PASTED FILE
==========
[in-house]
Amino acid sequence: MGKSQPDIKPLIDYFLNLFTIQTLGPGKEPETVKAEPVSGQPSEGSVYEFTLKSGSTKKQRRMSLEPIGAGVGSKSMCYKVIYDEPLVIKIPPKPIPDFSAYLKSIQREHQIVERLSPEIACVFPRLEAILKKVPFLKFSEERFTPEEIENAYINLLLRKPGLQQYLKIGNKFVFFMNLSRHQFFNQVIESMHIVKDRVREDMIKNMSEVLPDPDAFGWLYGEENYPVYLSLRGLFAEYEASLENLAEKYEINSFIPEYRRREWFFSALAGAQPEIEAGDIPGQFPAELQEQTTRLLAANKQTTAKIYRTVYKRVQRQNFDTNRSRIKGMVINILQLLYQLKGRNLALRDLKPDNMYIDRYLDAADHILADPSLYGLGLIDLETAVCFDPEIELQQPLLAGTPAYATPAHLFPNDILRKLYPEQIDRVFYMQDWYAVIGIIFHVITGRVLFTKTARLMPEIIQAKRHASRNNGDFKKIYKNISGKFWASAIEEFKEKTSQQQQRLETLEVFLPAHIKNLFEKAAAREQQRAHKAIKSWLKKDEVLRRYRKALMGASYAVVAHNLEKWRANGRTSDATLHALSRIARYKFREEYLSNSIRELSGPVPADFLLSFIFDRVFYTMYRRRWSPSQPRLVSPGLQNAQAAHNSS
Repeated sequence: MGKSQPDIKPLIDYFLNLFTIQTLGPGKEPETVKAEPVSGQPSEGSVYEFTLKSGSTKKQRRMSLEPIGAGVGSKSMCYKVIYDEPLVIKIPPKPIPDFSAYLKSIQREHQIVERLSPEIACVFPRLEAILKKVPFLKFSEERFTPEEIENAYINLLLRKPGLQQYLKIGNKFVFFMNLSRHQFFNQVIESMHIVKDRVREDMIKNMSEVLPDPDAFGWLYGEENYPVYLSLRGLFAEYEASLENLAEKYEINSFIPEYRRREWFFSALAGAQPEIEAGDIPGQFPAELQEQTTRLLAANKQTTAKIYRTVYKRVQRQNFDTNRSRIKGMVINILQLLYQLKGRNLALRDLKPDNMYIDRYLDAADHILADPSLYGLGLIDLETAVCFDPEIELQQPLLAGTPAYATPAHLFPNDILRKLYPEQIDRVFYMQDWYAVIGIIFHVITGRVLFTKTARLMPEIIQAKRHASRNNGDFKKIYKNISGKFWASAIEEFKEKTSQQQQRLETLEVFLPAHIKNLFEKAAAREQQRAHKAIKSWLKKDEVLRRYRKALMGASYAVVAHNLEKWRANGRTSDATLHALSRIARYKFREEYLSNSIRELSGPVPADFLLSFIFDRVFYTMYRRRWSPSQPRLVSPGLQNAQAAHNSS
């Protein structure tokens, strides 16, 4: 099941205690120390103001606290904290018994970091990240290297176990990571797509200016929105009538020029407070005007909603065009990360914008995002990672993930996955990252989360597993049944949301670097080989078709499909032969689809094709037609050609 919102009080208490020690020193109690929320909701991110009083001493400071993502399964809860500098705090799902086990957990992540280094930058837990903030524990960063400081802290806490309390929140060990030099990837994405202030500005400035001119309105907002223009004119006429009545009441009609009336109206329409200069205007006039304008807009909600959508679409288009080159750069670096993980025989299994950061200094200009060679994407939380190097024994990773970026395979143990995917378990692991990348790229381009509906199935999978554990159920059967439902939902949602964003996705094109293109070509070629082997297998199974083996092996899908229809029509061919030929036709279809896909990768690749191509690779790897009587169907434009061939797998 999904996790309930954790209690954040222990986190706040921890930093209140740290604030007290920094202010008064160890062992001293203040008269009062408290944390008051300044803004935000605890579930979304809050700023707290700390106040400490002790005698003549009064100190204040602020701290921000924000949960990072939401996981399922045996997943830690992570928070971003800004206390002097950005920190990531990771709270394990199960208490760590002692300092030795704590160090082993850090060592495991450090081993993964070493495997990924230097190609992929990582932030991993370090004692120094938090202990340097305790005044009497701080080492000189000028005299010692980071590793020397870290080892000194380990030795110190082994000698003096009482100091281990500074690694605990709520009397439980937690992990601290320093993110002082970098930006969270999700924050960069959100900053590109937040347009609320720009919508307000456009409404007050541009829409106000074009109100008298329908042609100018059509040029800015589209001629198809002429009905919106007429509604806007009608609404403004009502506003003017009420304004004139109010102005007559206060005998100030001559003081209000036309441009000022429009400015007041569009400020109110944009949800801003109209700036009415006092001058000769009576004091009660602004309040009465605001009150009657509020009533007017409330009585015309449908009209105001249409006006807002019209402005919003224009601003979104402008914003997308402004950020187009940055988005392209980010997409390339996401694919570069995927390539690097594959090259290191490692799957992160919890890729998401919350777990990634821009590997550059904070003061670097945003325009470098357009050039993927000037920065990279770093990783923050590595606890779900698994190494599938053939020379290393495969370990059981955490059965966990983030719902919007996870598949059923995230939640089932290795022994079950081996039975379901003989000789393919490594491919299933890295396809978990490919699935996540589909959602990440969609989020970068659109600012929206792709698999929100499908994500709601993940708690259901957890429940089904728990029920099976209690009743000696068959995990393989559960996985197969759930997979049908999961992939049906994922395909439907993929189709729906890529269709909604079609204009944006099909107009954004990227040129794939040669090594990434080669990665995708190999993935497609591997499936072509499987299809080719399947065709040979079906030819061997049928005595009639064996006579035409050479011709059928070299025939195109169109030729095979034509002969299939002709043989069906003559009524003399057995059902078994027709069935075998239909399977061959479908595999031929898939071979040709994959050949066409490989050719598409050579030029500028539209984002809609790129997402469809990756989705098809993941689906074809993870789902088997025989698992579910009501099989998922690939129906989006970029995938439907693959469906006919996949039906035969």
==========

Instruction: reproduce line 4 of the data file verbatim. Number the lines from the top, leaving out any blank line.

């Protein structure tokens, strides 16, 4: 099941205690120390103001606290904290018994970091990240290297176990990571797509200016929105009538020029407070005007909603065009990360914008995002990672993930996955990252989360597993049944949301670097080989078709499909032969689809094709037609050609 919102009080208490020690020193109690929320909701991110009083001493400071993502399964809860500098705090799902086990957990992540280094930058837990903030524990960063400081802290806490309390929140060990030099990837994405202030500005400035001119309105907002223009004119006429009545009441009609009336109206329409200069205007006039304008807009909600959508679409288009080159750069670096993980025989299994950061200094200009060679994407939380190097024994990773970026395979143990995917378990692991990348790229381009509906199935999978554990159920059967439902939902949602964003996705094109293109070509070629082997297998199974083996092996899908229809029509061919030929036709279809896909990768690749191509690779790897009587169907434009061939797998 999904996790309930954790209690954040222990986190706040921890930093209140740290604030007290920094202010008064160890062992001293203040008269009062408290944390008051300044803004935000605890579930979304809050700023707290700390106040400490002790005698003549009064100190204040602020701290921000924000949960990072939401996981399922045996997943830690992570928070971003800004206390002097950005920190990531990771709270394990199960208490760590002692300092030795704590160090082993850090060592495991450090081993993964070493495997990924230097190609992929990582932030991993370090004692120094938090202990340097305790005044009497701080080492000189000028005299010692980071590793020397870290080892000194380990030795110190082994000698003096009482100091281990500074690694605990709520009397439980937690992990601290320093993110002082970098930006969270999700924050960069959100900053590109937040347009609320720009919508307000456009409404007050541009829409106000074009109100008298329908042609100018059509040029800015589209001629198809002429009905919106007429509604806007009608609404403004009502506003003017009420304004004139109010102005007559206060005998100030001559003081209000036309441009000022429009400015007041569009400020109110944009949800801003109209700036009415006092001058000769009576004091009660602004309040009465605001009150009657509020009533007017409330009585015309449908009209105001249409006006807002019209402005919003224009601003979104402008914003997308402004950020187009940055988005392209980010997409390339996401694919570069995927390539690097594959090259290191490692799957992160919890890729998401919350777990990634821009590997550059904070003061670097945003325009470098357009050039993927000037920065990279770093990783923050590595606890779900698994190494599938053939020379290393495969370990059981955490059965966990983030719902919007996870598949059923995230939640089932290795022994079950081996039975379901003989000789393919490594491919299933890295396809978990490919699935996540589909959602990440969609989020970068659109600012929206792709698999929100499908994500709601993940708690259901957890429940089904728990029920099976209690009743000696068959995990393989559960996985197969759930997979049908999961992939049906994922395909439907993929189709729906890529269709909604079609204009944006099909107009954004990227040129794939040669090594990434080669990665995708190999993935497609591997499936072509499987299809080719399947065709040979079906030819061997049928005595009639064996006579035409050479011709059928070299025939195109169109030729095979034509002969299939002709043989069906003559009524003399057995059902078994027709069935075998239909399977061959479908595999031929898939071979040709994959050949066409490989050719598409050579030029500028539209984002809609790129997402469809990756989705098809993941689906074809993870789902088997025989698992579910009501099989998922690939129906989006970029995938439907693959469906006919996949039906035969």